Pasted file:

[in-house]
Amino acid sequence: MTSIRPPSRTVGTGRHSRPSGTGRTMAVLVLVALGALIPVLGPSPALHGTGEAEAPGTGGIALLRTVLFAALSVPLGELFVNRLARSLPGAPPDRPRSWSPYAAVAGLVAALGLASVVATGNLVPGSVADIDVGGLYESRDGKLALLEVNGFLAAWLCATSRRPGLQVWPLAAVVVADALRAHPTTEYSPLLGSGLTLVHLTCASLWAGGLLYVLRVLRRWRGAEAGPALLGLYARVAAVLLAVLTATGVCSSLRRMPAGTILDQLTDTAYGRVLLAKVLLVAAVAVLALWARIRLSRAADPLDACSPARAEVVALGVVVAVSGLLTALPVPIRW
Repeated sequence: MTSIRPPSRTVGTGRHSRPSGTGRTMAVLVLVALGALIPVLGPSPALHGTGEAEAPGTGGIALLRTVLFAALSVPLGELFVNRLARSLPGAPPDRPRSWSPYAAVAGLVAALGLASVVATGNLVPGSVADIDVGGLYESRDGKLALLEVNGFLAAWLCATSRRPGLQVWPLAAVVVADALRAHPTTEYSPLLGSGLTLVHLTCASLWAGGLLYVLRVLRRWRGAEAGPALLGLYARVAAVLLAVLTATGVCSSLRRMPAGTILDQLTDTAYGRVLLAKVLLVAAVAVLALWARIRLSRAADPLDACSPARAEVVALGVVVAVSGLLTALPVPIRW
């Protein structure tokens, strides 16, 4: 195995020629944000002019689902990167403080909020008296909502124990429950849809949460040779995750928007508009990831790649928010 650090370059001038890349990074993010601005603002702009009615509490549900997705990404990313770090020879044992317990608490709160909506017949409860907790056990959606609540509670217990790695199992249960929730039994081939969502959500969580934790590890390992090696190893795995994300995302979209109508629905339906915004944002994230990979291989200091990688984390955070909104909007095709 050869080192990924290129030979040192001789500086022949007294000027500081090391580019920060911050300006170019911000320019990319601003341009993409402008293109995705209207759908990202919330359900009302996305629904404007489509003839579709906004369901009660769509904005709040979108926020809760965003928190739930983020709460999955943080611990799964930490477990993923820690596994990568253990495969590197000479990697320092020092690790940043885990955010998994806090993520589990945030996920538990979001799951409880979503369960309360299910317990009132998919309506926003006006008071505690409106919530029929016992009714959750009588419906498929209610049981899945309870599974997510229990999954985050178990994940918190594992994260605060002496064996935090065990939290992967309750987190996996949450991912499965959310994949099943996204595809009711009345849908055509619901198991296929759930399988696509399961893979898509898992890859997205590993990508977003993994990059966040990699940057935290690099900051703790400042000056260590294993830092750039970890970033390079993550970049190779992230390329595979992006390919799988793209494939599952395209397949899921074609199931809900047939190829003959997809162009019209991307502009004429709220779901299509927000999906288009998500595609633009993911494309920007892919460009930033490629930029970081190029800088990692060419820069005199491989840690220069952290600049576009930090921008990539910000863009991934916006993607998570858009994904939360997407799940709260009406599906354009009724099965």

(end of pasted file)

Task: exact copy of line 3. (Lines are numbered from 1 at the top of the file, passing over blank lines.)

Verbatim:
Repeated sequence: MTSIRPPSRTVGTGRHSRPSGTGRTMAVLVLVALGALIPVLGPSPALHGTGEAEAPGTGGIALLRTVLFAALSVPLGELFVNRLARSLPGAPPDRPRSWSPYAAVAGLVAALGLASVVATGNLVPGSVADIDVGGLYESRDGKLALLEVNGFLAAWLCATSRRPGLQVWPLAAVVVADALRAHPTTEYSPLLGSGLTLVHLTCASLWAGGLLYVLRVLRRWRGAEAGPALLGLYARVAAVLLAVLTATGVCSSLRRMPAGTILDQLTDTAYGRVLLAKVLLVAAVAVLALWARIRLSRAADPLDACSPARAEVVALGVVVAVSGLLTALPVPIRW